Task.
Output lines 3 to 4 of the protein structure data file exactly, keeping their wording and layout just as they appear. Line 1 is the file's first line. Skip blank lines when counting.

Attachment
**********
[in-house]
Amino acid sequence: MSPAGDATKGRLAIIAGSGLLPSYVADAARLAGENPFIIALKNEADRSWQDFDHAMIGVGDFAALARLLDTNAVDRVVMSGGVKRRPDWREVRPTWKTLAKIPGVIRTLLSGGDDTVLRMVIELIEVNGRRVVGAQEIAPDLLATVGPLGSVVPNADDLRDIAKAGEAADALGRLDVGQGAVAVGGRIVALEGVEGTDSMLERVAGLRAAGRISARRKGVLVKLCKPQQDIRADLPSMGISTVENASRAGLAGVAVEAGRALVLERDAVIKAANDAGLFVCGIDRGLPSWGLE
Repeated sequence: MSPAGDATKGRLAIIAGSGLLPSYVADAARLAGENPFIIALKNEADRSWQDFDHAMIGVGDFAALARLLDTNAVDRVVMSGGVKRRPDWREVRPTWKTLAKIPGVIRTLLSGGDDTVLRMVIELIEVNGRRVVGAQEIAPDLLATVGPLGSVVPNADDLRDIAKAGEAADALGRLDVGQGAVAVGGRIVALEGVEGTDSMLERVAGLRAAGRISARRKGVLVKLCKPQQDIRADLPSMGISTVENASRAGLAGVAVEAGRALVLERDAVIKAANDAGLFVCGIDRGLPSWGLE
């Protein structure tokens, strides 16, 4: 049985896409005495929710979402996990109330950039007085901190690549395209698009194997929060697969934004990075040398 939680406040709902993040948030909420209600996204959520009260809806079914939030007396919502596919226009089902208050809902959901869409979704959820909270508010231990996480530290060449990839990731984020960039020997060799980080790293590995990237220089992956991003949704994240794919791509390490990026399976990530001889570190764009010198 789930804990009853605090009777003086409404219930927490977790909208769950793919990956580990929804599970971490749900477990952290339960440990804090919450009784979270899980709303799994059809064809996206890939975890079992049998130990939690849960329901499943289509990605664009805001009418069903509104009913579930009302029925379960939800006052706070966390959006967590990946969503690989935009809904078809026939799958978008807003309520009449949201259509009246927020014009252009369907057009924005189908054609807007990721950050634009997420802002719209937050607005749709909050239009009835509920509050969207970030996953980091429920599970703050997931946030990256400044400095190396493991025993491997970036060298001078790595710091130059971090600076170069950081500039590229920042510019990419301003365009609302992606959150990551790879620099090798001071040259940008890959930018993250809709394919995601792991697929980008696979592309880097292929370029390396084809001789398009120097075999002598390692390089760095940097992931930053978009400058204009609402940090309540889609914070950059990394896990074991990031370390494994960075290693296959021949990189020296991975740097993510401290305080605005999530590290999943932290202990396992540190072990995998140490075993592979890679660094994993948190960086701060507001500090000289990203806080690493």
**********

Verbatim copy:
Repeated sequence: MSPAGDATKGRLAIIAGSGLLPSYVADAARLAGENPFIIALKNEADRSWQDFDHAMIGVGDFAALARLLDTNAVDRVVMSGGVKRRPDWREVRPTWKTLAKIPGVIRTLLSGGDDTVLRMVIELIEVNGRRVVGAQEIAPDLLATVGPLGSVVPNADDLRDIAKAGEAADALGRLDVGQGAVAVGGRIVALEGVEGTDSMLERVAGLRAAGRISARRKGVLVKLCKPQQDIRADLPSMGISTVENASRAGLAGVAVEAGRALVLERDAVIKAANDAGLFVCGIDRGLPSWGLE
């Protein structure tokens, strides 16, 4: 049985896409005495929710979402996990109330950039007085901190690549395209698009194997929060697969934004990075040398 939680406040709902993040948030909420209600996204959520009260809806079914939030007396919502596919226009089902208050809902959901869409979704959820909270508010231990996480530290060449990839990731984020960039020997060799980080790293590995990237220089992956991003949704994240794919791509390490990026399976990530001889570190764009010198 789930804990009853605090009777003086409404219930927490977790909208769950793919990956580990929804599970971490749900477990952290339960440990804090919450009784979270899980709303799994059809064809996206890939975890079992049998130990939690849960329901499943289509990605664009805001009418069903509104009913579930009302029925379960939800006052706070966390959006967590990946969503690989935009809904078809026939799958978008807003309520009449949201259509009246927020014009252009369907057009924005189908054609807007990721950050634009997420802002719209937050607005749709909050239009009835509920509050969207970030996953980091429920599970703050997931946030990256400044400095190396493991025993491997970036060298001078790595710091130059971090600076170069950081500039590229920042510019990419301003365009609302992606959150990551790879620099090798001071040259940008890959930018993250809709394919995601792991697929980008696979592309880097292929370029390396084809001789398009120097075999002598390692390089760095940097992931930053978009400058204009609402940090309540889609914070950059990394896990074991990031370390494994960075290693296959021949990189020296991975740097993510401290305080605005999530590290999943932290202990396992540190072990995998140490075993592979890679660094994993948190960086701060507001500090000289990203806080690493």